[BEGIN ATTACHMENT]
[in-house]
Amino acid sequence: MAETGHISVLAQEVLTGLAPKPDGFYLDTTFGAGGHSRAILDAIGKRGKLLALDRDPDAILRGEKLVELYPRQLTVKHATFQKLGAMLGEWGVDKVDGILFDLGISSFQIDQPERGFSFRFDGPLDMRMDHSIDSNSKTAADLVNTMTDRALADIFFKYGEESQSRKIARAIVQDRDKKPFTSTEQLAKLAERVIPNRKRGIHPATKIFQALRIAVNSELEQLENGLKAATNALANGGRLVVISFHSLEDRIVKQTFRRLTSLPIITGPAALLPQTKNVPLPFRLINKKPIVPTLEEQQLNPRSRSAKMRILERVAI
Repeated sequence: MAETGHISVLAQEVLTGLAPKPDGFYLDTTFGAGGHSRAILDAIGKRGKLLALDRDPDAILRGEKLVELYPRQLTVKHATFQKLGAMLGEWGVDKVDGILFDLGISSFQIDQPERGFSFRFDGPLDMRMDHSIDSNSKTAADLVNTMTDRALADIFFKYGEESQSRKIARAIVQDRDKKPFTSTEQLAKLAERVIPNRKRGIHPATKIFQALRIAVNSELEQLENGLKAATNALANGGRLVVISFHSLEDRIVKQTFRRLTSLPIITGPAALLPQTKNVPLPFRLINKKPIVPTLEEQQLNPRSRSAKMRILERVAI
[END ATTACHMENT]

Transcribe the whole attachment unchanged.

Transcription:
[in-house]
Amino acid sequence: MAETGHISVLAQEVLTGLAPKPDGFYLDTTFGAGGHSRAILDAIGKRGKLLALDRDPDAILRGEKLVELYPRQLTVKHATFQKLGAMLGEWGVDKVDGILFDLGISSFQIDQPERGFSFRFDGPLDMRMDHSIDSNSKTAADLVNTMTDRALADIFFKYGEESQSRKIARAIVQDRDKKPFTSTEQLAKLAERVIPNRKRGIHPATKIFQALRIAVNSELEQLENGLKAATNALANGGRLVVISFHSLEDRIVKQTFRRLTSLPIITGPAALLPQTKNVPLPFRLINKKPIVPTLEEQQLNPRSRSAKMRILERVAI
Repeated sequence: MAETGHISVLAQEVLTGLAPKPDGFYLDTTFGAGGHSRAILDAIGKRGKLLALDRDPDAILRGEKLVELYPRQLTVKHATFQKLGAMLGEWGVDKVDGILFDLGISSFQIDQPERGFSFRFDGPLDMRMDHSIDSNSKTAADLVNTMTDRALADIFFKYGEESQSRKIARAIVQDRDKKPFTSTEQLAKLAERVIPNRKRGIHPATKIFQALRIAVNSELEQLENGLKAATNALANGGRLVVISFHSLEDRIVKQTFRRLTSLPIITGPAALLPQTKNVPLPFRLINKKPIVPTLEEQQLNPRSRSAKMRILERVAI